Female staff at HSBC in Britain receive 60% less than men in hourly earnings, according to a recent gender pay gap report.
The hourly earnings gap increased from a 59% disparity in 2017.
The main reason for the gap comes down to a smaller proportion of women working higher-paid positions in the company. Women only account for 23% of the bank’s British senior leadership whilst two-thirds of junior jobs are carried out by women.
Over half of HSBC’s workforce (54%) in the UK is female.
Elaine Arden, HSBC’s group head of human resources, said: “These issues are a challenge for our industry.”
“We recognise that that there is more work to do to address our gender balance at senior levels.”
“If we identify any pay differences between men and women in similar roles, which cannot be explained by reasons such as performance/behaviour rating or experience, we make appropriate adjustments,” Elaine Arden added.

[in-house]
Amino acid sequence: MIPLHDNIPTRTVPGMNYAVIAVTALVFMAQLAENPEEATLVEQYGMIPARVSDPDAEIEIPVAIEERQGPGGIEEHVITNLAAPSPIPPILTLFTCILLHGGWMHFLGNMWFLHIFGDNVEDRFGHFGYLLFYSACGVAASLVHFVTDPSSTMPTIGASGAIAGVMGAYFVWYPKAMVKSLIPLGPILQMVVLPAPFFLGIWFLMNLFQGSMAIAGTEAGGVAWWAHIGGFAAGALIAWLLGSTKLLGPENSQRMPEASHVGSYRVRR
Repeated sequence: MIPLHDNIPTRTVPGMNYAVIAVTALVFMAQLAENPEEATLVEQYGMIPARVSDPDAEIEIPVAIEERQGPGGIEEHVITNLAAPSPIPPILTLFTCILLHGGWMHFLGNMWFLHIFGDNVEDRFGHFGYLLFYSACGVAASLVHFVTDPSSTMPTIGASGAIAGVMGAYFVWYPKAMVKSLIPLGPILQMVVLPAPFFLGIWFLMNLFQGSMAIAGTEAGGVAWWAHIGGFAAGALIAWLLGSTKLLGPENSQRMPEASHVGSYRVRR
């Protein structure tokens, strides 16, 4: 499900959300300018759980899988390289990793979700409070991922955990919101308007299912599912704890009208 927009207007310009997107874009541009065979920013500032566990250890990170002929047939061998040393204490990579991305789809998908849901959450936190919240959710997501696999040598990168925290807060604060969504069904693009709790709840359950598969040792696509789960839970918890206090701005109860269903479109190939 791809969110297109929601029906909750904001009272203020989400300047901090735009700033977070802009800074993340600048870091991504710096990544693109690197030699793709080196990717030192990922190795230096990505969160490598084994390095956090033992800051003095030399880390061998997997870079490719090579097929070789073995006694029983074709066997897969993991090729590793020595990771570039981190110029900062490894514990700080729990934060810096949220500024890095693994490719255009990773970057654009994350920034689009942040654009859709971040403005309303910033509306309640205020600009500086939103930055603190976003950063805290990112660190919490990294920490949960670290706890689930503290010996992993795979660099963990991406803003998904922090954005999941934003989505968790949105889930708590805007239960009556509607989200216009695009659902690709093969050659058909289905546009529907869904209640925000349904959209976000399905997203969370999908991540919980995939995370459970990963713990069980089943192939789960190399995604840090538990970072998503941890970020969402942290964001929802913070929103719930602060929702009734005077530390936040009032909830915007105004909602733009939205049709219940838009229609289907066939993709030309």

The median pay gap at HSBC is smaller, at 29%, more than double the 14.2% median pay gap difference reported by Barclays for its UK retail banking operations for 2017, but lower than the disparity at Royal Bank of Scotland (36.5%) and Lloyds Banking Group (32.8%).
HSBC Bank Plc disclosed a mean gender bonus gap of 86 percent.
By 2020 the bank is aiming for women to account for 30% of senior roles and it has expressed interest in creating more opportunities to mentor women into higher-paid global banking and markets roles. The bank will also start requiring “gender diverse shortlists” for external hires.
All UK firms with over 250 employees have to report their gender pay gap to the government by 4 April.
Interesting related article: “What is income inequality?”